EDITOR'S NOTE: This is the second story in a three-part series on the COVID-19 pandemic's impact on the local availability of goods, services and employment opportunities. Part one looks at how businesses are adapting. Part three looks at the impact on one major Bloomington employer.
Many Bloomington businesses, especially restaurants, have raised wages as they’re struggling to retain and hire employees. Some businesses are paying more in overtime. Others are reducing their hours because they don’t have enough workers.
Bloomington custom cookie maker Baked is paying employees about 20% more today than a year ago, and its delivery drivers are making about 35% more.
“We’re definitely hiking up our wages as quickly and significantly as we can,” co-owner Jeremy Ness told The Herald-Times.
Like many businesses across the country, the local restaurants have made adjustments to overcome a pandemic-induced worker shortage caused by an unusually high number of people staying out of the workforce, an Indiana University business professor said.
Fewer people participating in work
The labor force participation rate, which measures the share of adults who are working or looking for work, was at 62.9% in September, down 1.5 percentage points from a year ago, according to the Federal Reserve Bank of St. Louis.
That may not sound like much, but it’s the kind of drop that the state economy usually sees over a decade, said Andrew Butters, assistant professor of business economics and public policy at IU's Kelley School of Business.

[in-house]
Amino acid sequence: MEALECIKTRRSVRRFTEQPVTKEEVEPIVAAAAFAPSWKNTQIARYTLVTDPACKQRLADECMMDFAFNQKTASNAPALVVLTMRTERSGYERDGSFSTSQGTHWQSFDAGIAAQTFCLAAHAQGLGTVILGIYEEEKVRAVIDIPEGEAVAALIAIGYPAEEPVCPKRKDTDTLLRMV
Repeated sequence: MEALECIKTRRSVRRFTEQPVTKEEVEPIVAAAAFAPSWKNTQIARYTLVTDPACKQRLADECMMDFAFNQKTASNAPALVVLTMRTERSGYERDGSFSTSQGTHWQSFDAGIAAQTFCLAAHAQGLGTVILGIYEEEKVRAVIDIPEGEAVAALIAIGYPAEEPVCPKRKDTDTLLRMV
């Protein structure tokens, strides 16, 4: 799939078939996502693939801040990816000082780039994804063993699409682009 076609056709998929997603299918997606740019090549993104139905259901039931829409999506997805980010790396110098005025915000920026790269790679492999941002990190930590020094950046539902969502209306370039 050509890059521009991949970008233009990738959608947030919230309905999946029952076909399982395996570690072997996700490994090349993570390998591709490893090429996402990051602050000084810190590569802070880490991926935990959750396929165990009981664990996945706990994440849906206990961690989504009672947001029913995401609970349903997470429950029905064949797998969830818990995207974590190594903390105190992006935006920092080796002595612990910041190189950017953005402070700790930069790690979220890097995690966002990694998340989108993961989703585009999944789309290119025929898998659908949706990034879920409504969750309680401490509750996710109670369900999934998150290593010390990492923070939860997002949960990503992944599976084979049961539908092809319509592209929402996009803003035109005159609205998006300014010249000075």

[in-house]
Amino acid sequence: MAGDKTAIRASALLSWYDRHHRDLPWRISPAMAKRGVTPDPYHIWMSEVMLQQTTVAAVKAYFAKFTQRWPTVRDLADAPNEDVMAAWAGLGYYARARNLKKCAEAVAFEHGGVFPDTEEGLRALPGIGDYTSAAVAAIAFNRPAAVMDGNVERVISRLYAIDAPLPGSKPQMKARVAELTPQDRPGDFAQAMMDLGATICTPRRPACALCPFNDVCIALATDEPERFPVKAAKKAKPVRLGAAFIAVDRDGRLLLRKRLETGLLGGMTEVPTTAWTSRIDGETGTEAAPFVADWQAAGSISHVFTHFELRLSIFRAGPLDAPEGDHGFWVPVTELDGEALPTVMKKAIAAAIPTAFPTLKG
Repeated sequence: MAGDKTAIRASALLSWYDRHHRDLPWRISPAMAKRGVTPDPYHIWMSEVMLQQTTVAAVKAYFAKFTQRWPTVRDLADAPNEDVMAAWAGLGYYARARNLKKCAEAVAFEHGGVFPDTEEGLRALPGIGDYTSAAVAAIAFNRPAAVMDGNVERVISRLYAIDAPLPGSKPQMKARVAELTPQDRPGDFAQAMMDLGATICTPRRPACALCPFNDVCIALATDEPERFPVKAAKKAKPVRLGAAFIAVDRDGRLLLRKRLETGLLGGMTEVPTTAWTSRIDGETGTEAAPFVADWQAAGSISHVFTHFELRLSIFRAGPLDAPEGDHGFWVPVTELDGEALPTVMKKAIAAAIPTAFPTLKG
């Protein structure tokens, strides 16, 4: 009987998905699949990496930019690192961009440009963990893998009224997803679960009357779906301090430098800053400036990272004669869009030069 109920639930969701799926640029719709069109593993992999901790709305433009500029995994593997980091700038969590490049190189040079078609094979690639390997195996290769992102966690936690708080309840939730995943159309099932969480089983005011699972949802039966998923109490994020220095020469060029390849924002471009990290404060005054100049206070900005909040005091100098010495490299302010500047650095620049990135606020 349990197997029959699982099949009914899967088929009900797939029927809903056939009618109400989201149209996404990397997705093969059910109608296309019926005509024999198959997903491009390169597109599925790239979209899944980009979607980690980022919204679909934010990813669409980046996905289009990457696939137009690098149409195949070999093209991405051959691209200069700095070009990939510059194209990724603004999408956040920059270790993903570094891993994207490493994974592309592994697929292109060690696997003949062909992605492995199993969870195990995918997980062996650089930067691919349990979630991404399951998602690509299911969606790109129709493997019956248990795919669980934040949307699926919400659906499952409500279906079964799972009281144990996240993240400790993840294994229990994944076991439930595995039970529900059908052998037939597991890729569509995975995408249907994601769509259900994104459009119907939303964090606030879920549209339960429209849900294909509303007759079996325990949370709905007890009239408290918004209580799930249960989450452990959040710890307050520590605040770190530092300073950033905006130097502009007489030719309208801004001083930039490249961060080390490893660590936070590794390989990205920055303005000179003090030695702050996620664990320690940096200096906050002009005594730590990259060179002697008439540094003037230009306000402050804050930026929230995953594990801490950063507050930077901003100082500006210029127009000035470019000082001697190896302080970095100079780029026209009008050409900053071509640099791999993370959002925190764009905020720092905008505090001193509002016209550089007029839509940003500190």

“To get that sort of move (over two years) is really unprecedented,” he said.
And while the percentage change may appear small, it translates into tens of thousands of Hoosiers who are not working and not looking for work: In September, about 56,000 fewer Hoosiers were in the labor force than two years earlier.
In Monroe County, nearly 1,900 fewer people were employed or looking for work in September than two years earlier.
Butters said some people have decided to retire early, but many others are seeing increased demands in their households. When schools and daycare centers closed at the height of the pandemic, more parents had to stay home to take care of their children or to supervise them while they attended school remotely.
Child care programs are still operating at reduced capacity, because they, too, are struggling for workers. And parents who can find a spot for their little one also are seeing rising costs. According to LendingTree, the average annual cost per child for center-based care rose 17% in Indiana in the past year, to $11,396. Those expenses are eating into the money parents have left at the end of the month, especially as they’re also seeing increased costs related to driving to and from work, professional attire and food.
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And so, increasingly, adults in two-parent households don’t think it’s an advantage for both of them to work, especially when a significant portion of the secondary income disappears because of child care and work-related expenses. And that calculation doesn’t even include the time that parents spend commuting and the time that they have to spend away from their young children.